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Must Write

Interview with Christl Verduyn

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How did you come to edit Edna Staeblers diaries?

The origins of this book lie with another volume of diaries or notebooks that I edited and that Wilfrid Laurier University Press published: Marian Engels Notebooks: “Ah mon cahier, écoute...” (1999). The press’s director at the time was Sandra Woolfrey, who is a long-time friend of Edna’s. Sandra knew of Edna’s extensive diary archive, and she knew what I’d done on Engels notebooks. She suggested that I visit Edna, and the opportunity presented itself as if it were meant to be when I moved from Trent University to Wilfrid Laurier in 2000. That fall, on a glorious Saturday in October, I visited Edna at her home on Sunfish Lake. At that point, it was just to meet her.

What was it like meeting her for the first time?

Just like everyone says: she is so welcoming and engaging that you settle right in and before you know it, hours have passed. Her memory is incredible and she can tell story after story about events in the past—but also about the present! She’s very alert and on top of current affairs. She gets out and about and reads prodigiously, so visits are really interesting. And food is always a part of them: typically tea and something she has baked herself or has been baked for her. That part of visits has changed a bit since Edna’s move from Sunfish Lake, but the terrific conversations have remained!

So when did you talk about editing her diaries?

That came up in the second or third visit. I believe Sandra had prepared some of the groundwork. It was certainly on Ednas mind. She was interested in someone doing her biography, or publishing her letters, or tackling her diaries. She warned that her diaries were massive. I told her I would take a look at them—they’re housed at the University of Guelph—and they are indeed voluminous! You almost have to see them to believe it. I’m so happy the book includes a couple of photos of the diaries, to provide a sense of how thick some of them are, how dense the writing is, and so on.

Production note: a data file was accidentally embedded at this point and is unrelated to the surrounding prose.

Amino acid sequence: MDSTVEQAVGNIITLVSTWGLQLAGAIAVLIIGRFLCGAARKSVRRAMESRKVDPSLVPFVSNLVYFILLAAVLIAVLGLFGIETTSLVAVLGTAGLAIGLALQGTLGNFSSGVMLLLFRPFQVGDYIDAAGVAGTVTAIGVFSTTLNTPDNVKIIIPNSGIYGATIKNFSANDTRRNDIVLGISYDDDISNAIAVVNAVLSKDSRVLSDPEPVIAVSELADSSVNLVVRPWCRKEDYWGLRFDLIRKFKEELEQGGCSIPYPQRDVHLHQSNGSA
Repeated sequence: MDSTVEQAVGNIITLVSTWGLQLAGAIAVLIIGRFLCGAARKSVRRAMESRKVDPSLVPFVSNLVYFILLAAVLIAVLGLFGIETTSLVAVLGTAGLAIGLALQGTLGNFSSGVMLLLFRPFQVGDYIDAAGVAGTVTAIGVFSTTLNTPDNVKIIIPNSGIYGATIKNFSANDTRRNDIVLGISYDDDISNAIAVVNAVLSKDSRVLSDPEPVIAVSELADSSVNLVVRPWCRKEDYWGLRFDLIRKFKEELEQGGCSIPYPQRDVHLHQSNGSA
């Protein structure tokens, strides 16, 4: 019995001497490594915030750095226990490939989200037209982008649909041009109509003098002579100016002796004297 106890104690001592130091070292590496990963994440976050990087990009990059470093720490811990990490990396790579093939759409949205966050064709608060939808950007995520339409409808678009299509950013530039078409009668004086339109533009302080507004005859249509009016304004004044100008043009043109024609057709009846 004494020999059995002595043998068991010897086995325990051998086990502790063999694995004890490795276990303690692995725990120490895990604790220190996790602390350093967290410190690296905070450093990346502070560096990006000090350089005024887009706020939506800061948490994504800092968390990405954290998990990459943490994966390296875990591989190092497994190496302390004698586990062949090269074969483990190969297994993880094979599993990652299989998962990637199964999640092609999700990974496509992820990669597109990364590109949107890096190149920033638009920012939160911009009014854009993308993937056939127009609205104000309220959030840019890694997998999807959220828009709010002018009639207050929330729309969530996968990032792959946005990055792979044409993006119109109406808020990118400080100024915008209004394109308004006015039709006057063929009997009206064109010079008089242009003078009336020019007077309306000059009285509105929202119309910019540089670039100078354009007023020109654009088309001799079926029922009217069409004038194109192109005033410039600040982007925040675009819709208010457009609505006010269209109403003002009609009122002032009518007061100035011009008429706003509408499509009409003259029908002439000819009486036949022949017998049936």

How did you deal with all that material then?

There was a fair amount of basic archival work to do at the outset. The first thing was to establish the chronological order of the diaries, for example. After a series of organizational tasks, the reading could begin. It wasn’t too long before I realized that there was just no way to include all the writing. Or let me put it another way: there is more than one project in all that diary material. I set about noting major, recurring subjects or themes, among which one stood out very strongly, in my view. And that was Edna’s life-long interest in, struggle with, and ultimate triumph in writing. Set against a theoretical backdrop, this became my organizing thread and the guide for me and my research assistant, Sally Heath, through the hundreds—thousands—of pages of diary writing.

What will readers get out of Edna Staebler’s diaries?

Diaries in general today are widely recognized for how they help us understand human nature, how they illuminate history, and how they bridge the gulf between private and public, how they can be just downright good reading of first-rate literary quality. Despite Staebler’s accomplishments as a cookbook author and a journalist, in her diaries she writes as an ordinary woman struggling (as many of us do) to express herself in the world. Her diaries demonstrate very clearly the reward and value of that effort. They’re full of the insights and delights of everyday life, but at the same time, they broach the big questionsof life. They are absorbing and rewarding reading!